Investing in real estate is a great way to make an additional side income. You might consider buying into cooperative housing, often called co-op apartments. Essentially, it’s a building full of apartment units or condominiums, each owned by individual residents. These units are especially popular in large cities like Washington, D.C. and New York, where homes within the city are sparse.
Once you’ve purchased a co-op, you’ll want to fill it with buyers. While you’ll be selling units to autonomous individuals rather than renters, it doesn’t hurt to run a tenant background check free of charge. Whether or not they pay their mortgage is the bank’s problem, but you want to avoid criminal activities or disputes between neighbors as much as possible. You’ll also need co-op insurance. This is an essential component of buying a condo building that landlords should understand fully before taking out a policy.
Co-op insurance meets your unique needs
As the landlord of cooperative housing, you have specific needs that typical property insurance won’t cover. You’ll need insurance on the building and its common areas, as well as liability protection. You might foot the entire bill for this policy yourself or work with the shareholders or condo owners to cover the costs. The latter is more common when you own your own unit with your own condo insurance policy.
Because you own the building itself and the common areas, but you don’t own the individual units, you don’t need coverage of those areas. Co-op insurance is designed to cover only the parts of the building that you own, with certain exclusions to protect you from liability and damages within individual areas.
You’ll take out a master policy
As the building owner, you’ll need a master policy. It covers your investment and provides liability coverage for things like the building exterior, yard, sidewalk, structure, and common areas. As a general rule, master policies include coverage of damage to:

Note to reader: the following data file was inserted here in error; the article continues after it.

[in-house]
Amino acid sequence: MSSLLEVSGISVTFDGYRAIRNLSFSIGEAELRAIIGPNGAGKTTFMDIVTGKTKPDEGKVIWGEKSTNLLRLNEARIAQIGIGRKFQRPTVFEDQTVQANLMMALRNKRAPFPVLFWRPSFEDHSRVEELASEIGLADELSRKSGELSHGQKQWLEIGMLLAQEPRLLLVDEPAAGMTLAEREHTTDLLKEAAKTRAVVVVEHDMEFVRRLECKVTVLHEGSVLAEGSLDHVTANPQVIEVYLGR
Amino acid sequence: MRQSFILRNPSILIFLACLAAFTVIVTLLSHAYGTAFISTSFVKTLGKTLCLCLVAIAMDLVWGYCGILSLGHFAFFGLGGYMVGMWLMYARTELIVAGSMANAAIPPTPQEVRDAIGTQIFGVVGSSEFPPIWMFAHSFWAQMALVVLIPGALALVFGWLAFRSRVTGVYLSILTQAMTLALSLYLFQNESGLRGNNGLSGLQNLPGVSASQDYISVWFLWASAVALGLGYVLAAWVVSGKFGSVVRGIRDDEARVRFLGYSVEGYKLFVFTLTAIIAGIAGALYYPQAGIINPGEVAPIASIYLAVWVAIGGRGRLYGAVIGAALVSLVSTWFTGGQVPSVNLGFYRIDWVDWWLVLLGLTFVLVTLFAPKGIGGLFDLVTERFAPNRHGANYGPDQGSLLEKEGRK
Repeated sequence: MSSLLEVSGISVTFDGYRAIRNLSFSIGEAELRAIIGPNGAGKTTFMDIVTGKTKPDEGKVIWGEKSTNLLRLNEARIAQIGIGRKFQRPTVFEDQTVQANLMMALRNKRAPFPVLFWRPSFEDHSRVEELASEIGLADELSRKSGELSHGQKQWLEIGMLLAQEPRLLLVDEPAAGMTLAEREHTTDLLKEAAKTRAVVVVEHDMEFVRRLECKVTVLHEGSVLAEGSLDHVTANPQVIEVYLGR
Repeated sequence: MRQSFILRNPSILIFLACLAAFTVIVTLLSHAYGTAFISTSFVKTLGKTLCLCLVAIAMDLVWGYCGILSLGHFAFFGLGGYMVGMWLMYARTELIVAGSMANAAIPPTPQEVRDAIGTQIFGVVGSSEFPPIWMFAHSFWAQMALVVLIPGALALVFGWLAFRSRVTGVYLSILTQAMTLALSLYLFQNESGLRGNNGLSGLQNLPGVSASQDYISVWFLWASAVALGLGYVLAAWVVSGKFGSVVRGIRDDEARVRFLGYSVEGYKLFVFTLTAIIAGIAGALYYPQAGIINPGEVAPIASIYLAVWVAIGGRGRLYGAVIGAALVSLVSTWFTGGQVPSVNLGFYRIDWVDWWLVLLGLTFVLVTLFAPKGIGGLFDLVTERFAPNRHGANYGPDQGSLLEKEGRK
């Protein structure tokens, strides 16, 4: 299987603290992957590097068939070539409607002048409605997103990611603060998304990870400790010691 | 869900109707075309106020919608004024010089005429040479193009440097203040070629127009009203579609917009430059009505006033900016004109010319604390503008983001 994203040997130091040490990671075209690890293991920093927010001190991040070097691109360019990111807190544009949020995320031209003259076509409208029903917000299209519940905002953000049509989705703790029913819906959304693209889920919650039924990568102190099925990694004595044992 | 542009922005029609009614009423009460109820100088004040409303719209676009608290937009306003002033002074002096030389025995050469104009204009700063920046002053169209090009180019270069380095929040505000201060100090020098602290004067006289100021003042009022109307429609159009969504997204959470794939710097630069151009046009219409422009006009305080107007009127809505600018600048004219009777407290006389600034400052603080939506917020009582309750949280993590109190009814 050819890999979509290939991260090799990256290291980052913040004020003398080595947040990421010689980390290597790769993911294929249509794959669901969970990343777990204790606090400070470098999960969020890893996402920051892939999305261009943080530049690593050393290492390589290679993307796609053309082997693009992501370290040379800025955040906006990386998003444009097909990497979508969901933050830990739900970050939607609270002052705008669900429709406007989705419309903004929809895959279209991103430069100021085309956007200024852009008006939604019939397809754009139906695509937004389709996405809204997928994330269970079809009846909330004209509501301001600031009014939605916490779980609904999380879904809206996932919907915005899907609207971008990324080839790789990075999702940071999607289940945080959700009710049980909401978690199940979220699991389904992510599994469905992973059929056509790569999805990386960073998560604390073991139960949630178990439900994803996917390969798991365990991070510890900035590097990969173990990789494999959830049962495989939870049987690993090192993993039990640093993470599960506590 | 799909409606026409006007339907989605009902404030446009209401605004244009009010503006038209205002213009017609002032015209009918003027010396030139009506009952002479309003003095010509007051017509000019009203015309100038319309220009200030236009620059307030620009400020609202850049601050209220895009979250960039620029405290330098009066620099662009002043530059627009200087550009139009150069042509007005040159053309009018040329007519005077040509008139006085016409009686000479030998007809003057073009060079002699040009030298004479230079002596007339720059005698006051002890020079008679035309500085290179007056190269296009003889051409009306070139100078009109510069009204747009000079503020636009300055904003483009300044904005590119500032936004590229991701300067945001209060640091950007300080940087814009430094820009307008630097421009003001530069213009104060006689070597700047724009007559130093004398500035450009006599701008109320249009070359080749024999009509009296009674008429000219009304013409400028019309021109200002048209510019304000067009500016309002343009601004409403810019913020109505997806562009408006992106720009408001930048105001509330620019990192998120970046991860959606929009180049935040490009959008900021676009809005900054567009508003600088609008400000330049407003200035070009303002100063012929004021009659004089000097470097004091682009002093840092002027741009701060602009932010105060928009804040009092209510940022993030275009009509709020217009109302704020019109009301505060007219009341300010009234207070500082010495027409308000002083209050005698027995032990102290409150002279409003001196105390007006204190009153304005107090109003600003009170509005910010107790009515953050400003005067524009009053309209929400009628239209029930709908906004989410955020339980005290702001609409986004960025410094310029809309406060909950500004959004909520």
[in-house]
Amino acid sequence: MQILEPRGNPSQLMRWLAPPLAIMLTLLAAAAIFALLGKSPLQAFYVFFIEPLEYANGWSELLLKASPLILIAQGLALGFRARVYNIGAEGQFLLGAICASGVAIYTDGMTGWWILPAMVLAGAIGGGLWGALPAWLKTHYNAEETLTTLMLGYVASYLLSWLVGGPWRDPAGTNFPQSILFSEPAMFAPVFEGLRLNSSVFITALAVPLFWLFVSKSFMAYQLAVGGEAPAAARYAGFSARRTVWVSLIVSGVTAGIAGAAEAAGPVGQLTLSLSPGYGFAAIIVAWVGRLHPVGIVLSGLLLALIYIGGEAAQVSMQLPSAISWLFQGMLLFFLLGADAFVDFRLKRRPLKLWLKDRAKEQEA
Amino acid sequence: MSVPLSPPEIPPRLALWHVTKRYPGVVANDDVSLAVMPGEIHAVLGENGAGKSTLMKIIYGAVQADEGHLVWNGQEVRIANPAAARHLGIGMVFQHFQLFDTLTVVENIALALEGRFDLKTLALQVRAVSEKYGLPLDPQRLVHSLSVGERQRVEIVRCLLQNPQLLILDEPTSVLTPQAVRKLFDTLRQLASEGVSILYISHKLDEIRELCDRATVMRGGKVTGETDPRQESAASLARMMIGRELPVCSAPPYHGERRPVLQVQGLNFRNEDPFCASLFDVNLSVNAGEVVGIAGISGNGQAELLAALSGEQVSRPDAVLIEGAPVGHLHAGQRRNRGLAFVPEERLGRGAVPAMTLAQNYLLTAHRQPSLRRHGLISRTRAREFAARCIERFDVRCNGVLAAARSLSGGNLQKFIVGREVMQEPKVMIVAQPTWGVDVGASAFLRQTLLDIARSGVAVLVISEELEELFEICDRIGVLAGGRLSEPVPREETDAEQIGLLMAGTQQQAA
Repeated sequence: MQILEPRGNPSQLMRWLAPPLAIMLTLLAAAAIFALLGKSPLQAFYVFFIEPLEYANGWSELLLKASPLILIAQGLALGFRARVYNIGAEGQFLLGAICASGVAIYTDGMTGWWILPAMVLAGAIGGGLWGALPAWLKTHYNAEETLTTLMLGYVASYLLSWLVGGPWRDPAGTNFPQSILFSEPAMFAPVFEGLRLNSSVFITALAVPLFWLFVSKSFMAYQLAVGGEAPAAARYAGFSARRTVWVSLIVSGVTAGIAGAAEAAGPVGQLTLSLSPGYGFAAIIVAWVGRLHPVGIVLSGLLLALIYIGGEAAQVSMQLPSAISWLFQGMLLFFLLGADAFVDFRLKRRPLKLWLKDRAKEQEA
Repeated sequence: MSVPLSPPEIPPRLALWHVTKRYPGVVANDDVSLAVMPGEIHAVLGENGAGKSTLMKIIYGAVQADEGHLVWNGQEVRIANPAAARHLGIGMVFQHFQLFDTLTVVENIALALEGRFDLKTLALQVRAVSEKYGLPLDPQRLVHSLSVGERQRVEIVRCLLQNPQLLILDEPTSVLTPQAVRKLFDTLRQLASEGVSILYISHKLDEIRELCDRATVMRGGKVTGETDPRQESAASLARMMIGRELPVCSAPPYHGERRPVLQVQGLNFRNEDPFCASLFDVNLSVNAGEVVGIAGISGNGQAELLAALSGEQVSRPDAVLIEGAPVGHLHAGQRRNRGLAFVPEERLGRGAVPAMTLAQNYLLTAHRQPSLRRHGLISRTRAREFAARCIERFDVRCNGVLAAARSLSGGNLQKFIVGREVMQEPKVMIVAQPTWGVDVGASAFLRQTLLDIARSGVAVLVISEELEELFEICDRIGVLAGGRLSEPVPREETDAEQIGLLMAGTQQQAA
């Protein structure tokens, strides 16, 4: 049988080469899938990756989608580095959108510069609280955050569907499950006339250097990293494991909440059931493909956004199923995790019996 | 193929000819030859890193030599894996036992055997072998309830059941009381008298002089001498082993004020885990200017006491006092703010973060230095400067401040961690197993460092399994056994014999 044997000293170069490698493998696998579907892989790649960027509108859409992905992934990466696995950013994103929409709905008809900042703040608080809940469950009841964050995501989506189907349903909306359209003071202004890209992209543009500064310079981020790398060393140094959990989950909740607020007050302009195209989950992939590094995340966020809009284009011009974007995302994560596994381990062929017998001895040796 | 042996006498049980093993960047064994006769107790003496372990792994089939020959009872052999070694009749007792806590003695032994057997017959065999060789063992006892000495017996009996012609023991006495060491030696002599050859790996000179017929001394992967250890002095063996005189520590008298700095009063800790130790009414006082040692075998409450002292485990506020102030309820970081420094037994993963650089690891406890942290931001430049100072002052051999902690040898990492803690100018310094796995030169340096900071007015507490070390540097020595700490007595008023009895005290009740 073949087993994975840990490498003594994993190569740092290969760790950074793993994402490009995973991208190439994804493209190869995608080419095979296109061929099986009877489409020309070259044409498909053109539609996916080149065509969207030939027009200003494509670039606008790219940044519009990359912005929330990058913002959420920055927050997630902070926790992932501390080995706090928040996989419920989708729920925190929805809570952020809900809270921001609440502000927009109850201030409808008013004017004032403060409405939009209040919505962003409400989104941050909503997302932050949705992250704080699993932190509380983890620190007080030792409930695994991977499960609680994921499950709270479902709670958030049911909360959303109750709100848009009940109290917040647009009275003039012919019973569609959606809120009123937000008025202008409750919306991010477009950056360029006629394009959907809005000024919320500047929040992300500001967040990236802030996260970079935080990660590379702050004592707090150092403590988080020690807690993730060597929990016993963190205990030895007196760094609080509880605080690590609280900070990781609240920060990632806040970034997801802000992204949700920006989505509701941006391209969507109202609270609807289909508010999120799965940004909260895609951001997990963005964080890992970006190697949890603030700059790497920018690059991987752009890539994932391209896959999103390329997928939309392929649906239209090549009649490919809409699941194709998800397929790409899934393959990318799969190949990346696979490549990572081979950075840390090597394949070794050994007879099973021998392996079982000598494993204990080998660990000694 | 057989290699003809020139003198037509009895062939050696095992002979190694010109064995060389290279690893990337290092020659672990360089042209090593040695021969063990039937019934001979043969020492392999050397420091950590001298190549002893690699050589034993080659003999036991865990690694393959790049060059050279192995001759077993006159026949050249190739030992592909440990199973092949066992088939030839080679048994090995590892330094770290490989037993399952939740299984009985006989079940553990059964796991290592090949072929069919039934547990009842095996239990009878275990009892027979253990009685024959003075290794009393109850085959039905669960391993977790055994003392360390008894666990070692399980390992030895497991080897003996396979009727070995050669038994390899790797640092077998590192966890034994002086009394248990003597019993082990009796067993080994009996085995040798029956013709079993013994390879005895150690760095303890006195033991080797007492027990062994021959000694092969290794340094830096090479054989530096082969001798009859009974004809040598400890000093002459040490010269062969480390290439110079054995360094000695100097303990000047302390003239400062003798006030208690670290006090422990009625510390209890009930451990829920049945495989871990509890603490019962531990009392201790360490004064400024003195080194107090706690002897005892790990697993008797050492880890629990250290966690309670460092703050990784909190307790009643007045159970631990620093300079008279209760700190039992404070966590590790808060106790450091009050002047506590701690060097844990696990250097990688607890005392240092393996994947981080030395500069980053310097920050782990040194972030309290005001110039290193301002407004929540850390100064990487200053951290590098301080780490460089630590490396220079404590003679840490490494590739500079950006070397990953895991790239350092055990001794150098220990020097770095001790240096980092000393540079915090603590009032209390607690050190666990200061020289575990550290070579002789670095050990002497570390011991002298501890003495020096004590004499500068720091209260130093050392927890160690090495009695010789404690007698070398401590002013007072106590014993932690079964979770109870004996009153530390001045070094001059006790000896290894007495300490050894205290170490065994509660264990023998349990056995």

- The exterior structure.
- Basement, roof, elevator, walkways, lobbies, sidewalks, and other common areas.
- Walls, floors, and ceilings of units not owned by a shareholder.
- Parts of individual units such as original fixtures.
It also offers liability coverage to any of these areas in case someone gets hurt while on your property. You might also consider umbrella liability, earthquake, flood, home business, and floater insurance to supplement your policy.
Policies may differ based on location, so co-op insurance in New Jersey will have different stipulations than one taken out in New York. Do thorough research to make sure your policy meets landlord requirements in your state.
You should require condo owners to buy it
Individual condo owners or shareholders should purchase a co-op insurance policy that covers their personal property, structural improvements, additional living expenses, liability, water-related losses, and other damages as stipulated by the policy. They may also take out supplemental coverage like fire or flood insurance. Most condo owners will be required by their lender to purchase co-op insurance for their individual units. However, if a condo owner presents their own cash or alternative funding to finalize the sale of their unit, they may not have such motivations to take out a policy.
As a landlord of cooperative housing, require that shareholders purchase co-op insurance before moving into the apartment. This protects both you and the other co-op members from damages and liabilities. Unless you’ve been through the process of co-op landlording before, you probably have a lot of questions about co-op insurance. You’ll learn as you go, but it’s a good idea to call around and get quotes from insurance holders to compare and contrast prices. You can ask the agents providing the quotes any questions regarding your policy.
You might also network with other cooperative housing landlords. They’ve been around the block before and will have tips and insights to help you successfully navigate the process.